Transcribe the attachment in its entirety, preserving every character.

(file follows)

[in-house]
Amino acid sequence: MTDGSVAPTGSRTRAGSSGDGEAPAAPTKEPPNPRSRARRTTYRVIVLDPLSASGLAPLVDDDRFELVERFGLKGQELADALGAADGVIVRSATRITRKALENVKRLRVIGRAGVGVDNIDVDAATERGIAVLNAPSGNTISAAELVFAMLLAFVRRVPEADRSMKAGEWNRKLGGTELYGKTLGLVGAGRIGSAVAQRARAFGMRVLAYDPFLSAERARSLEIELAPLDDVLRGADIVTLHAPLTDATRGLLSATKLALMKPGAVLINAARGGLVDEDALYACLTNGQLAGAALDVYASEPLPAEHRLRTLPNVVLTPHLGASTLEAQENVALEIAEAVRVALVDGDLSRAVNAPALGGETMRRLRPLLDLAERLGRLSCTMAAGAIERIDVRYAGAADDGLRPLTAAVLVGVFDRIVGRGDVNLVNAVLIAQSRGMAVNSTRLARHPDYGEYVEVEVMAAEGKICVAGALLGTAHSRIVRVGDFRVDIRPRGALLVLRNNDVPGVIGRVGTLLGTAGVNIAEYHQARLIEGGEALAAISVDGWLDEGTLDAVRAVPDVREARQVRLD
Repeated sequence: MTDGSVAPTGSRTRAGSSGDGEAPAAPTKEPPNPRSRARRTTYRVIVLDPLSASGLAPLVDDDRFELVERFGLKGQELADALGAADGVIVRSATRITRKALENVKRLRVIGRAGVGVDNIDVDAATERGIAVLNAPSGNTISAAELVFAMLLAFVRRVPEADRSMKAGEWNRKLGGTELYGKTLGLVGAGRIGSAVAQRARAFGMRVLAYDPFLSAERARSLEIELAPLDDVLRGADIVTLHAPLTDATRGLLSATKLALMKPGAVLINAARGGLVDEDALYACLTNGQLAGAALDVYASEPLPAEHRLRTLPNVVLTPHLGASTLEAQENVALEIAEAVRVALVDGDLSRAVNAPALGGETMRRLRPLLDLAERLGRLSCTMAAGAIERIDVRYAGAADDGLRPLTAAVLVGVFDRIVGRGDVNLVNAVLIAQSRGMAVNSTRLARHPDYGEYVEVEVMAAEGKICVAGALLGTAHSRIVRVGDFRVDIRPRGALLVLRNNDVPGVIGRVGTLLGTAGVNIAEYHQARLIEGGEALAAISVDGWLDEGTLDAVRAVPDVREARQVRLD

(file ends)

[in-house]
Amino acid sequence: MTDGSVAPTGSRTRAGSSGDGEAPAAPTKEPPNPRSRARRTTYRVIVLDPLSASGLAPLVDDDRFELVERFGLKGQELADALGAADGVIVRSATRITRKALENVKRLRVIGRAGVGVDNIDVDAATERGIAVLNAPSGNTISAAELVFAMLLAFVRRVPEADRSMKAGEWNRKLGGTELYGKTLGLVGAGRIGSAVAQRARAFGMRVLAYDPFLSAERARSLEIELAPLDDVLRGADIVTLHAPLTDATRGLLSATKLALMKPGAVLINAARGGLVDEDALYACLTNGQLAGAALDVYASEPLPAEHRLRTLPNVVLTPHLGASTLEAQENVALEIAEAVRVALVDGDLSRAVNAPALGGETMRRLRPLLDLAERLGRLSCTMAAGAIERIDVRYAGAADDGLRPLTAAVLVGVFDRIVGRGDVNLVNAVLIAQSRGMAVNSTRLARHPDYGEYVEVEVMAAEGKICVAGALLGTAHSRIVRVGDFRVDIRPRGALLVLRNNDVPGVIGRVGTLLGTAGVNIAEYHQARLIEGGEALAAISVDGWLDEGTLDAVRAVPDVREARQVRLD
Repeated sequence: MTDGSVAPTGSRTRAGSSGDGEAPAAPTKEPPNPRSRARRTTYRVIVLDPLSASGLAPLVDDDRFELVERFGLKGQELADALGAADGVIVRSATRITRKALENVKRLRVIGRAGVGVDNIDVDAATERGIAVLNAPSGNTISAAELVFAMLLAFVRRVPEADRSMKAGEWNRKLGGTELYGKTLGLVGAGRIGSAVAQRARAFGMRVLAYDPFLSAERARSLEIELAPLDDVLRGADIVTLHAPLTDATRGLLSATKLALMKPGAVLINAARGGLVDEDALYACLTNGQLAGAALDVYASEPLPAEHRLRTLPNVVLTPHLGASTLEAQENVALEIAEAVRVALVDGDLSRAVNAPALGGETMRRLRPLLDLAERLGRLSCTMAAGAIERIDVRYAGAADDGLRPLTAAVLVGVFDRIVGRGDVNLVNAVLIAQSRGMAVNSTRLARHPDYGEYVEVEVMAAEGKICVAGALLGTAHSRIVRVGDFRVDIRPRGALLVLRNNDVPGVIGRVGTLLGTAGVNIAEYHQARLIEGGEALAAISVDGWLDEGTLDAVRAVPDVREARQVRLD